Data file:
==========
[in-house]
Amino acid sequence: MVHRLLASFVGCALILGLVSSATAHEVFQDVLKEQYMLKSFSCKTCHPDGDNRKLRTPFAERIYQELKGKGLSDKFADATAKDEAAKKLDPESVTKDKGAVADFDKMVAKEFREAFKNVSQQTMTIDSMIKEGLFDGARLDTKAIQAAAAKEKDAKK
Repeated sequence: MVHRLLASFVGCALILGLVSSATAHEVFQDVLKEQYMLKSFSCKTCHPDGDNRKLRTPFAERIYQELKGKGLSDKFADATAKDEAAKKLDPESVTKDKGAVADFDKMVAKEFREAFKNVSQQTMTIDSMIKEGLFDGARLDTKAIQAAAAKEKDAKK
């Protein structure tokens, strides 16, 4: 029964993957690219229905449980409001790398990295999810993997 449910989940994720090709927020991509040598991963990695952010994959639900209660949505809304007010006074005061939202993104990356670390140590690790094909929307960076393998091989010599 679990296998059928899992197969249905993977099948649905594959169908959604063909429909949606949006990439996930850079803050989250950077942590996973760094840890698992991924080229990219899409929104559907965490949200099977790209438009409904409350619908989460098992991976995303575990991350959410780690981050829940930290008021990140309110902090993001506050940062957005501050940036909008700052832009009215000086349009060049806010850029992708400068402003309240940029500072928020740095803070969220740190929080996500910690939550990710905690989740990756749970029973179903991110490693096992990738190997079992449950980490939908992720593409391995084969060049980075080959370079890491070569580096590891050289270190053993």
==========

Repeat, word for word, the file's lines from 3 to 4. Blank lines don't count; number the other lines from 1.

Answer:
Repeated sequence: MVHRLLASFVGCALILGLVSSATAHEVFQDVLKEQYMLKSFSCKTCHPDGDNRKLRTPFAERIYQELKGKGLSDKFADATAKDEAAKKLDPESVTKDKGAVADFDKMVAKEFREAFKNVSQQTMTIDSMIKEGLFDGARLDTKAIQAAAAKEKDAKK
């Protein structure tokens, strides 16, 4: 029964993957690219229905449980409001790398990295999810993997 449910989940994720090709927020991509040598991963990695952010994959639900209660949505809304007010006074005061939202993104990356670390140590690790094909929307960076393998091989010599 679990296998059928899992197969249905993977099948649905594959169908959604063909429909949606949006990439996930850079803050989250950077942590996973760094840890698992991924080229990219899409929104559907965490949200099977790209438009409904409350619908989460098992991976995303575990991350959410780690981050829940930290008021990140309110902090993001506050940062957005501050940036909008700052832009009215000086349009060049806010850029992708400068402003309240940029500072928020740095803070969220740190929080996500910690939550990710905690989740990756749970029973179903991110490693096992990738190997079992449950980490939908992720593409391995084969060049980075080959370079890491070569580096590891050289270190053993």